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New Orleans Residents Return to a Changed City

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New Orleans Residents Return to a Changed City

Katrina & Beyond

New Orleans Residents Return to a Changed City

New Orleans Residents Return to a Changed City

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Many New Orleans business owners and residents are being allowed to return to certain neighborhoods this week. Cheryl Corley reports on the mayor's plan for returnees, and how they're faring in a city still largely without potable water or electricity.


New Orleans now. The city's plan to bring people back after Hurricane Katrina devastated the area was put on hold when floodwaters walloped New Orleans again. This week, some businesses and residents are allowed in limited areas and more neighborhoods opened today. NPR's Cheryl Corley reports.

(Soundbite of knocking)

Unidentified Woman: Hi.

(Soundbite of laughter)

CHERYL CORLEY reporting:

Late last night, there were already lights on at a house on Dante Street in the city's Uptown neighborhood. It's the base for Brian Frank(ph) and other members of a demolition crew who were laughing, resting and watching TV after a day of tearing down wrecked homes. Starting today, businesses can move back into Uptown. For Frank, it's welcome news. He used to live in the area and says he's glad people will be returning.

Mr. BRIAN FRANK (Demolition Crew): We need New Orleans to come back, you know, to bring the city back, 'cause...

Unidentified Man: Nothing like New Orleans.

Mr. FRANK: ...nothing like New Orleans, yeah.

CORLEY: Uptown and its historic Garden District is located in one of eight ZIP code areas officially opened today under Mayor Ray Nagin's re-entry plan. The city's population is on the rise slowly in the central business district, the French Quarter and Algiers, the neighborhood right across from the Quarter on the other side of the Mississippi River. There was little to no flooding in those areas during the recent hurricanes, and the mayor says they would likely be immune to floods again if there was another storm. Nagin says if all goes well today with businesses, there will be another change.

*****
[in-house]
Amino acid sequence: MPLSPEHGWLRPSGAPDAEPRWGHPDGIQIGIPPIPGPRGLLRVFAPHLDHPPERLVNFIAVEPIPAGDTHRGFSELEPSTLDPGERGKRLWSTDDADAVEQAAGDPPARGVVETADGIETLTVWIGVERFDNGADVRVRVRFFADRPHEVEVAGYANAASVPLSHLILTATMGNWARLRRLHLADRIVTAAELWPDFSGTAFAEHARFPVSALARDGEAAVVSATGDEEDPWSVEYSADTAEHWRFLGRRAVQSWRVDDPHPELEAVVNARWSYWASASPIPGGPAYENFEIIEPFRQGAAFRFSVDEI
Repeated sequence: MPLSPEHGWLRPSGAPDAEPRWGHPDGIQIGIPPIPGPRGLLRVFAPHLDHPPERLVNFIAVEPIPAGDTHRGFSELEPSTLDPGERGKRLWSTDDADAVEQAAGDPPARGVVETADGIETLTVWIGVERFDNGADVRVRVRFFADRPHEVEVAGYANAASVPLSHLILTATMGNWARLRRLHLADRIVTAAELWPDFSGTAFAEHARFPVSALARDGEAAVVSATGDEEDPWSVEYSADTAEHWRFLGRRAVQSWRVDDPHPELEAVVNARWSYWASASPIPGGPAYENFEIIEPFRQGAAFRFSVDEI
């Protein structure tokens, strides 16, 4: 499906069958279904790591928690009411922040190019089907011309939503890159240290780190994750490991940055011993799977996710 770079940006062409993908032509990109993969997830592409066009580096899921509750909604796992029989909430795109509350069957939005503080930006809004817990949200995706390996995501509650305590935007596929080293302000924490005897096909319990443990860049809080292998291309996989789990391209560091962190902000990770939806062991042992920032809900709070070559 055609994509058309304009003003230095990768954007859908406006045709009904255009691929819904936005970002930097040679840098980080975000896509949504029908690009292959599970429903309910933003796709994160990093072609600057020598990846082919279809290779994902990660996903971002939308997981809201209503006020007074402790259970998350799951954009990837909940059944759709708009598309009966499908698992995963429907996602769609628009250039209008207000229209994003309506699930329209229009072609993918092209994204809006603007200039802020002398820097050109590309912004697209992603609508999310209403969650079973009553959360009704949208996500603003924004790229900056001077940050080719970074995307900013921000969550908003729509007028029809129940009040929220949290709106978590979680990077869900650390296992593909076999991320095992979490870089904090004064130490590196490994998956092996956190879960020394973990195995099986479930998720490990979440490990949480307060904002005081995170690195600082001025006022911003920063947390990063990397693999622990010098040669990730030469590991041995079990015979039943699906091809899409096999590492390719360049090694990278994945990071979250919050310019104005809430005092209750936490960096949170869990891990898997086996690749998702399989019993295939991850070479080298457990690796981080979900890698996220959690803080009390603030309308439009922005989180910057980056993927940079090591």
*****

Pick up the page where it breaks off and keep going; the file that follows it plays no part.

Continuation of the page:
Mayor RAY NAGIN (Democrat, New Orleans): Starting Friday, we are allowing people to come in, residents, for a look and stay. So come in, inspect your property. If you want to stay, you're free to stay.

CORLEY: Mayor Nagin says all of the homes in the targeted areas have been inspected. A sticker indicates whether they are safe or not.

Mayor NAGIN: If you see a red sticker on a home, that means that our inspectors think there is a structural hazard and we recommend you not go in.

CORLEY: If a home is uninhabitable, the city wants people to just take a look and leave by sunset. In its list of precautions to returning evacuees, the city warns that people will be entering New Orleans at their own risk. It may be too much of a risk, according to the head of the Louisiana Health Department. Dr. Fred Cerise says the city's tap water is not yet up to drinking standards.

Dr. FRED CERISE (Louisiana Health Department): We can tell you how to be safe with the water and boil it before you ingest it, used bottled water, but to the extent that people ingest the water anyway, they're going to be at risk.

CORLEY: Scott Boswell was one of the first to take that risk. He's co-owner and chef of Stella's Restaurant in the French Quarter. He opened up his new place, Stanley's(ph), even before the Quarter officially reopened, an oasis on a street full of empty storefronts. On the menu? A cheeseburger, chips and a Coke for five bucks.

Mr. SCOTT BOSWELL (Co-owner, Stella's Restaurant): All my intention was to create positive energy. And other New Orleanians, other French Quarter residents have showed them that the French Quarter is still here, you know. Even though our city is in devastation, we have to get going again.

CORLEY: Mayor Nagin says New Orleans has to fight a national impression that it's not ready, but if all goes as planned, next Wednesday evacuees will be able to return to take a look at their property in just about every section of the city except in the Lower 9th Ward, where water still stands. Cheryl Corley, NPR News, New Orleans.

CHADWICK: I'm Alex Chadwick. Stay with us on DAY TO DAY from NPR News.

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